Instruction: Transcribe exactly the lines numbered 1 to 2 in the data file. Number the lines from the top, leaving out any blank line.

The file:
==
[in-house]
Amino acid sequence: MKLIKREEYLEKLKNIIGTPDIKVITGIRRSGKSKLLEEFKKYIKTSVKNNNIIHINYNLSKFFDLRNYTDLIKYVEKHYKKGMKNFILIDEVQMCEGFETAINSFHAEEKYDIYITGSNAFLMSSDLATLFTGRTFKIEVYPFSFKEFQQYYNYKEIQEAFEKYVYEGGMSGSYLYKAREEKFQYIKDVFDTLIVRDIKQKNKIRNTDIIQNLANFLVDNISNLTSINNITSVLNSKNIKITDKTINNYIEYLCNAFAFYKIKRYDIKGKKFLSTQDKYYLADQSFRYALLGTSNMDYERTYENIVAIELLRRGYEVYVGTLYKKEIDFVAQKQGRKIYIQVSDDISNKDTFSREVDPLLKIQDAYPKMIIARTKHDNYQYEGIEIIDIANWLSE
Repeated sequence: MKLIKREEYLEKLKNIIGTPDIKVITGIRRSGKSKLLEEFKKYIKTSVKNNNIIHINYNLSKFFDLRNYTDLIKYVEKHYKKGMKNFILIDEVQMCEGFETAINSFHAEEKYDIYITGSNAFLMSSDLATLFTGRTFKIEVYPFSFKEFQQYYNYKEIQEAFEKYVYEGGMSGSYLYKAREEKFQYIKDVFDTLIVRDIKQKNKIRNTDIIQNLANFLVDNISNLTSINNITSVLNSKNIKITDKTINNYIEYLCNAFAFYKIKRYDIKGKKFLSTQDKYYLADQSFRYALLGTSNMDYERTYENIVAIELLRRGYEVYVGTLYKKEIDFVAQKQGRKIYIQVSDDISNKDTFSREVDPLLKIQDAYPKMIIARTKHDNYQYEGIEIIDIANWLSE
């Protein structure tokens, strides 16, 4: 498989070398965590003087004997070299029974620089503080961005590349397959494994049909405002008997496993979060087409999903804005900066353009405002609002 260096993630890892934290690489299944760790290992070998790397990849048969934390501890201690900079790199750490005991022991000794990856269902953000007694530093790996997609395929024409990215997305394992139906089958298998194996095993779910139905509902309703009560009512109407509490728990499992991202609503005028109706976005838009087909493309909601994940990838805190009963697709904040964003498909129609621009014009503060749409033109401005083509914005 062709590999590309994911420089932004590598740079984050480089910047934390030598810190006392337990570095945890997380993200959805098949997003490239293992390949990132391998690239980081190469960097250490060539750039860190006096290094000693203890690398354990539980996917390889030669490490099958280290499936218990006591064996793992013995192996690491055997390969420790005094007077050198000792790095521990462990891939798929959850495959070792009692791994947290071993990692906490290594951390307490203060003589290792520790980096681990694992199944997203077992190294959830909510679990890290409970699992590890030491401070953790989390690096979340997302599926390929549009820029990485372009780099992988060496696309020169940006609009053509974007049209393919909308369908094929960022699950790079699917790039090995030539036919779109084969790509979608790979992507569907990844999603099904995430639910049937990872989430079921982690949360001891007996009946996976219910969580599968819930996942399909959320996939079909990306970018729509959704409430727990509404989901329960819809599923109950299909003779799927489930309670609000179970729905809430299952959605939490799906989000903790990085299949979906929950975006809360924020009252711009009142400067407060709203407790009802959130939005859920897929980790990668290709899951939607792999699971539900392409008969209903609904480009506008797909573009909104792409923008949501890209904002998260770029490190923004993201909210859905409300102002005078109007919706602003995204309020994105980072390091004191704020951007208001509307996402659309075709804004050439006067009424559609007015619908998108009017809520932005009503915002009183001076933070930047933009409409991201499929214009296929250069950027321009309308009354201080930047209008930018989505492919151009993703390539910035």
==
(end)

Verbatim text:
[in-house]
Amino acid sequence: MKLIKREEYLEKLKNIIGTPDIKVITGIRRSGKSKLLEEFKKYIKTSVKNNNIIHINYNLSKFFDLRNYTDLIKYVEKHYKKGMKNFILIDEVQMCEGFETAINSFHAEEKYDIYITGSNAFLMSSDLATLFTGRTFKIEVYPFSFKEFQQYYNYKEIQEAFEKYVYEGGMSGSYLYKAREEKFQYIKDVFDTLIVRDIKQKNKIRNTDIIQNLANFLVDNISNLTSINNITSVLNSKNIKITDKTINNYIEYLCNAFAFYKIKRYDIKGKKFLSTQDKYYLADQSFRYALLGTSNMDYERTYENIVAIELLRRGYEVYVGTLYKKEIDFVAQKQGRKIYIQVSDDISNKDTFSREVDPLLKIQDAYPKMIIARTKHDNYQYEGIEIIDIANWLSE